July 22, 2024

You’re the Boss: Reaching Your Limit as a Business Owner


I remember the day I reached my limit with the retail coffee and espresso business that my husband and I started in 2003. When we started our little food service venture, it was supposed to be a fun project that would eventually run itself and act as an additional source of income for our household. But after three years, two locations and countless hours, it became evident that our plan was easier said than done.

I had felt the day coming. There are some things you just know about your business. We were fast asleep one cold, February morning in 2005 when Chris’s cell phone rang at 4:15. It was the lead barista at our north location calling to say she wouldn’t be able to work her shift. That gave one of us 15 minutes to jump out of bed, get dressed and fly into Bentonville, Ark., to open our flagship store in time for the morning rush. This was not the first time this had happened, but it ended up being a wake-up call in more ways than one. In my business-owner bones, I knew things had to change. I also knew that there was something fundamentally wrong with my business: me.

Many business owners reach a point in the life of their businesses where they hit a wall, a point beyond which they are either unable or unwilling to go. “Somewhere around $3 million dollars of revenue, I went from being the driver of my business to the bottleneck,” John Warrillow, author of “Built to Sell: Creating a Business That Can Thrive Without You,” wrote in a recent blog post. “Each year we stood still, I grew more frustrated. I felt like I was trying to swim in a pair of jeans.”

Mr. Warrillow calls this phenomenon the Ceiling of Control, and he describes his book as a field guide to getting beyond it. “I had reached a ceiling beyond which I would never grow until I gave up control of our product and how we sold it,” he wrote in the blog post. “Intellectually I knew I needed to revamp my business model, but emotionally I was tired. Part of me just wanted to lock the doors one night and walk away. In the end, I decided eight years of my life was too important to throw away, so I committed to putting in a few more years to scaling up and getting out.”

Richard Trottier — author of “Middle Market Strategies” and president of Sundial Partners, an investment bank boutique in Sarasota, Fla. — has done extensive research on the landscape of privately held businesses, grouping them by size and determining what prevents them from moving forward. Working with the University of South Florida’s Center for Economic Development and using census data from 2007, Mr. Trottier found the following: There are roughly 27 million businesses in the U.S. but only about 5 million have employees. Of those 5 million, only about 300,000 have annual revenue in excess of $5 million.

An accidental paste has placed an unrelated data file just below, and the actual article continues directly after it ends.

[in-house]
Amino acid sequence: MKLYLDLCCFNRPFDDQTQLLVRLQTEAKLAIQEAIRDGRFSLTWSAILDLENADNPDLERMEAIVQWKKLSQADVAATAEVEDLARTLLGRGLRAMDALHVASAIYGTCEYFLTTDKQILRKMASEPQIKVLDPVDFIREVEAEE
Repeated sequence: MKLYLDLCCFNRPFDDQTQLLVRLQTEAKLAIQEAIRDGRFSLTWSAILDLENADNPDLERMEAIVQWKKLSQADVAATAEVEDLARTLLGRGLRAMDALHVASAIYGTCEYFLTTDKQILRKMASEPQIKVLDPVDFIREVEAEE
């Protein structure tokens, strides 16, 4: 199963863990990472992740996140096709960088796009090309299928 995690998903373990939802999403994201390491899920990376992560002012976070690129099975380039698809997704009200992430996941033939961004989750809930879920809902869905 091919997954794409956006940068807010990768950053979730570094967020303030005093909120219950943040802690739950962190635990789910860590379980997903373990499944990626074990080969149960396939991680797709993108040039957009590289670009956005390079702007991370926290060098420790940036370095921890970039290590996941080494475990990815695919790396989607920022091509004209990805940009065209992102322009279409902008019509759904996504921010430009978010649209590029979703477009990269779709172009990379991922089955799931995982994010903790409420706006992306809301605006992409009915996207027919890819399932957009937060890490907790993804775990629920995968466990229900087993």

“There’s something stopping most businesses from growing,” said Mr. Trottier, who has identified five walls that he says business owners must overcome to grow: 1) motivational, 2) operational, 3) capital, 4) market and 5) transfer. If you’re a business owner and think you may have hit a wall, take heart. You’re not alone. “Fully 95 percent of businesses never grow into the next category,” Mr. Trottier said in a recent interview with The Deal. His advice to business owners who have hit a wall is first to identify which wall it is.

In my case, I felt like a pinball bouncing off three of the walls Mr. Trottier describes. I was managing 16 food-service employees, which felt like more than enough for me. My least favorite management tasks – human resources — were consuming the bulk of my time (operational wall). I knew I needed to scale the business, adding at least one more location to support hiring a full-time manager to take the burden off of my husband and me. In short, growth was the answer to our problem, but it would require more money, most likely in the form of a Small Business Administration loan (capital wall), and I didn’t want to take on either the headache of expanding the business or the worry of incurring debt (motivational wall). Like Mr. Warrillow, my husband and I chose to switch gears and devote the next year to selling our business.

According to Mr. Trottier, the motivational walls tend to be the toughest for business owners. “The cold hard fact is that most private business owners are not interested in growing their business,” Mr. Trottier writes in his book. “Standing pat may appear attractive,” he adds, “but being content with mere survival is a losing strategy.”

Barbara Taylor is co-owner of a business brokerage, Synergy Business Services, in Bentonville, Ark. Here is her guide to selling a business.

Article source: http://feeds.nytimes.com/click.phdo?i=ae8b38838845636f876b5dd8190ac668

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